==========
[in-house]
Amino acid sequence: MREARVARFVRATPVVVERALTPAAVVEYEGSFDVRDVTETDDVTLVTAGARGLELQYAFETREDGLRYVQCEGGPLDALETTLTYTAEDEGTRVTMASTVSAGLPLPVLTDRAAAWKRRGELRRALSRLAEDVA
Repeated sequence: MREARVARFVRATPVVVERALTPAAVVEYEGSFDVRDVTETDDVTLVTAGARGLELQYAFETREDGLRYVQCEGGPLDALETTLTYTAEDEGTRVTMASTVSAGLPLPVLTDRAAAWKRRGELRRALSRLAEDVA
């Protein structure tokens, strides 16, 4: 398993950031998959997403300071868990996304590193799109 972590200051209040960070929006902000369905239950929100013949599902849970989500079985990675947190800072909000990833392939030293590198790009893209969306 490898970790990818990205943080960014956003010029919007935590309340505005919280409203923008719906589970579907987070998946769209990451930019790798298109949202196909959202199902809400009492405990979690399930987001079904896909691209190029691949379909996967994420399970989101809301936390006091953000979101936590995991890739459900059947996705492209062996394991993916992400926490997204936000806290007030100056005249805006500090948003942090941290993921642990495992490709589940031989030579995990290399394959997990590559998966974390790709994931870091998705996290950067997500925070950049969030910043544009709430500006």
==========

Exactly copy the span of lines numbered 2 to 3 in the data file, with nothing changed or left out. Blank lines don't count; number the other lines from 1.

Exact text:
Amino acid sequence: MREARVARFVRATPVVVERALTPAAVVEYEGSFDVRDVTETDDVTLVTAGARGLELQYAFETREDGLRYVQCEGGPLDALETTLTYTAEDEGTRVTMASTVSAGLPLPVLTDRAAAWKRRGELRRALSRLAEDVA
Repeated sequence: MREARVARFVRATPVVVERALTPAAVVEYEGSFDVRDVTETDDVTLVTAGARGLELQYAFETREDGLRYVQCEGGPLDALETTLTYTAEDEGTRVTMASTVSAGLPLPVLTDRAAAWKRRGELRRALSRLAEDVA